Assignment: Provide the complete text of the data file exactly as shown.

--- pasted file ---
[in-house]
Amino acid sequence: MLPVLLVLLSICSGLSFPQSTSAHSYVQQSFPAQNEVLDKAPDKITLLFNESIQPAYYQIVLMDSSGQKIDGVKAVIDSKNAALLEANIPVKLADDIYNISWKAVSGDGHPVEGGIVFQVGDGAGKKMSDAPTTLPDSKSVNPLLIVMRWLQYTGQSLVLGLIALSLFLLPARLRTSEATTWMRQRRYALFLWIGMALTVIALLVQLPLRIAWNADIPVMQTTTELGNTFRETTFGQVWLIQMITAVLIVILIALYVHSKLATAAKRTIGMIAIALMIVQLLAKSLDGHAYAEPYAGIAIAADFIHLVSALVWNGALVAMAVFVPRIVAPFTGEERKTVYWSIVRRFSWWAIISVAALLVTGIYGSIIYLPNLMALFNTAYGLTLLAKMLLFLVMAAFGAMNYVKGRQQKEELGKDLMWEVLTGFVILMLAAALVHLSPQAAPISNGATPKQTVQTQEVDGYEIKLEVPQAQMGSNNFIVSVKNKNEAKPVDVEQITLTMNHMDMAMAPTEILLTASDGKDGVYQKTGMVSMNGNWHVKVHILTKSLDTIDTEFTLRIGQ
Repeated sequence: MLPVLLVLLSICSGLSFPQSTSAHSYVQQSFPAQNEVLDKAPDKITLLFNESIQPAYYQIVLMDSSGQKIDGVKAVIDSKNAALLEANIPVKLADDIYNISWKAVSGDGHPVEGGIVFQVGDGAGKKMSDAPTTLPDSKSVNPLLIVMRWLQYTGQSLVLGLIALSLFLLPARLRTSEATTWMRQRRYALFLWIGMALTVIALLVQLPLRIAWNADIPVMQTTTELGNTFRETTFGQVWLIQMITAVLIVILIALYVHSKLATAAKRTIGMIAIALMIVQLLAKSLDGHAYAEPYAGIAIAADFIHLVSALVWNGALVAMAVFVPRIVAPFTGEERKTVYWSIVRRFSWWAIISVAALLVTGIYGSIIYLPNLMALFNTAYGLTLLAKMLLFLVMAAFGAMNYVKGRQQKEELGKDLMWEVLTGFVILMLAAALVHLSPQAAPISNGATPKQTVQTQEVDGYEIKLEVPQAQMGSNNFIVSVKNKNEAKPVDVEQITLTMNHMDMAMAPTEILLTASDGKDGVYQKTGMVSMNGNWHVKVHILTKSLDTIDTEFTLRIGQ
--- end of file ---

[in-house]
Amino acid sequence: MLPVLLVLLSICSGLSFPQSTSAHSYVQQSFPAQNEVLDKAPDKITLLFNESIQPAYYQIVLMDSSGQKIDGVKAVIDSKNAALLEANIPVKLADDIYNISWKAVSGDGHPVEGGIVFQVGDGAGKKMSDAPTTLPDSKSVNPLLIVMRWLQYTGQSLVLGLIALSLFLLPARLRTSEATTWMRQRRYALFLWIGMALTVIALLVQLPLRIAWNADIPVMQTTTELGNTFRETTFGQVWLIQMITAVLIVILIALYVHSKLATAAKRTIGMIAIALMIVQLLAKSLDGHAYAEPYAGIAIAADFIHLVSALVWNGALVAMAVFVPRIVAPFTGEERKTVYWSIVRRFSWWAIISVAALLVTGIYGSIIYLPNLMALFNTAYGLTLLAKMLLFLVMAAFGAMNYVKGRQQKEELGKDLMWEVLTGFVILMLAAALVHLSPQAAPISNGATPKQTVQTQEVDGYEIKLEVPQAQMGSNNFIVSVKNKNEAKPVDVEQITLTMNHMDMAMAPTEILLTASDGKDGVYQKTGMVSMNGNWHVKVHILTKSLDTIDTEFTLRIGQ
Repeated sequence: MLPVLLVLLSICSGLSFPQSTSAHSYVQQSFPAQNEVLDKAPDKITLLFNESIQPAYYQIVLMDSSGQKIDGVKAVIDSKNAALLEANIPVKLADDIYNISWKAVSGDGHPVEGGIVFQVGDGAGKKMSDAPTTLPDSKSVNPLLIVMRWLQYTGQSLVLGLIALSLFLLPARLRTSEATTWMRQRRYALFLWIGMALTVIALLVQLPLRIAWNADIPVMQTTTELGNTFRETTFGQVWLIQMITAVLIVILIALYVHSKLATAAKRTIGMIAIALMIVQLLAKSLDGHAYAEPYAGIAIAADFIHLVSALVWNGALVAMAVFVPRIVAPFTGEERKTVYWSIVRRFSWWAIISVAALLVTGIYGSIIYLPNLMALFNTAYGLTLLAKMLLFLVMAAFGAMNYVKGRQQKEELGKDLMWEVLTGFVILMLAAALVHLSPQAAPISNGATPKQTVQTQEVDGYEIKLEVPQAQMGSNNFIVSVKNKNEAKPVDVEQITLTMNHMDMAMAPTEILLTASDGKDGVYQKTGMVSMNGNWHVKVHILTKSLDTIDTEFTLRIGQ